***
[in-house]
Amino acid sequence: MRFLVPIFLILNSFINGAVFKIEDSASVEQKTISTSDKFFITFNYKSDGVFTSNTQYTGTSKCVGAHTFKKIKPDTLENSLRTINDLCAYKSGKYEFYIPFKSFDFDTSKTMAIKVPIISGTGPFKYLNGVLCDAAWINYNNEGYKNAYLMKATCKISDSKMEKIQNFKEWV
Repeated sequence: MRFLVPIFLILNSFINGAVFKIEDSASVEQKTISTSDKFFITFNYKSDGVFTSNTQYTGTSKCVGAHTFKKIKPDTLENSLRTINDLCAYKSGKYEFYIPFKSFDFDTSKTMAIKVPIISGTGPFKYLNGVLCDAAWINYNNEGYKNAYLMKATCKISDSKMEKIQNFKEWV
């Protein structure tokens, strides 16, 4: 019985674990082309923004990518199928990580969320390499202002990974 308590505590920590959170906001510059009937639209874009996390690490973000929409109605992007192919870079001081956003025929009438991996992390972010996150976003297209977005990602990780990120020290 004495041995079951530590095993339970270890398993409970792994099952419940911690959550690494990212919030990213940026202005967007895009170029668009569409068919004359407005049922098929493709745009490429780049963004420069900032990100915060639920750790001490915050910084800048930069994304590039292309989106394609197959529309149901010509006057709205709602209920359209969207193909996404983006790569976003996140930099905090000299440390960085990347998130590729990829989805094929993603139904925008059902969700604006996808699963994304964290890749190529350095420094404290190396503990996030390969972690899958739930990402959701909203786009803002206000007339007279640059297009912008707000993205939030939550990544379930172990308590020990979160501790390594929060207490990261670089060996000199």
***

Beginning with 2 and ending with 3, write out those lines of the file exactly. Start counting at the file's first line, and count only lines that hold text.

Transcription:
Amino acid sequence: MRFLVPIFLILNSFINGAVFKIEDSASVEQKTISTSDKFFITFNYKSDGVFTSNTQYTGTSKCVGAHTFKKIKPDTLENSLRTINDLCAYKSGKYEFYIPFKSFDFDTSKTMAIKVPIISGTGPFKYLNGVLCDAAWINYNNEGYKNAYLMKATCKISDSKMEKIQNFKEWV
Repeated sequence: MRFLVPIFLILNSFINGAVFKIEDSASVEQKTISTSDKFFITFNYKSDGVFTSNTQYTGTSKCVGAHTFKKIKPDTLENSLRTINDLCAYKSGKYEFYIPFKSFDFDTSKTMAIKVPIISGTGPFKYLNGVLCDAAWINYNNEGYKNAYLMKATCKISDSKMEKIQNFKEWV